A study of the incarcerated population of several European countries in 1939 led to the theory that the number of people in jails and the number of people in mental facilities was inversely related. This theory, later coined “balloon theory,” would be tested in the United States in the 1970s. When deinstitutionalization reduced the number of patients in psychiatric institutions, the incarceration rate of individuals with mental health conditions began to increase.
Today, about 10 to 15% of inmates in state prisons have a mental health condition or a severe mental health-related disability. Many of these inmates have prior arrest records or had previously been institutionalized in a mental facility. It is difficult for these individuals to get the help they need in state prisons, and once they are released they have no home or family to return to. Without proper treatment and a strong support system, inmates with mental health-related disabilities are highly likely to be rearrested once they are released, creating a hopeless and dangerous cycle.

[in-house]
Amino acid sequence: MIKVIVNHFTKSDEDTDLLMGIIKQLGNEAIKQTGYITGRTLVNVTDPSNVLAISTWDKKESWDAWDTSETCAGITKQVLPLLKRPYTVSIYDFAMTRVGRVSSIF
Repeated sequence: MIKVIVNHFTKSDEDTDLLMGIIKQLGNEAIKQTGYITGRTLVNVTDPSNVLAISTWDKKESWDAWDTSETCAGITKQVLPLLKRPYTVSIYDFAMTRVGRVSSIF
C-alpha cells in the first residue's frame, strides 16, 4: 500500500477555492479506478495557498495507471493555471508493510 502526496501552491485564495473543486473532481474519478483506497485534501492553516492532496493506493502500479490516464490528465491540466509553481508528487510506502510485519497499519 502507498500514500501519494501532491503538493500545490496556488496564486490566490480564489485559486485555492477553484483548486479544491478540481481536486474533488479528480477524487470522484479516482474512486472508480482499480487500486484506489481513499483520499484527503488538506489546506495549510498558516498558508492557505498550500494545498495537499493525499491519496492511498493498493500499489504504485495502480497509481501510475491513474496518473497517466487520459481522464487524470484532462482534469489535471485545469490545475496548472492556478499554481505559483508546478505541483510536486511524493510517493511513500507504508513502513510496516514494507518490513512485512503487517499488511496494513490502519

Welcome to One by 1 Inc.'s Community Blog!
Please share your thoughts and concerns on community, health, youth, reentry, social justice and public policy related issues.
Welcome to the Blog!
One by 1 and its volunteers, staff, interns, partners, clients, supporters, and friends are all welcome to post on our blog. Email us with your ideas!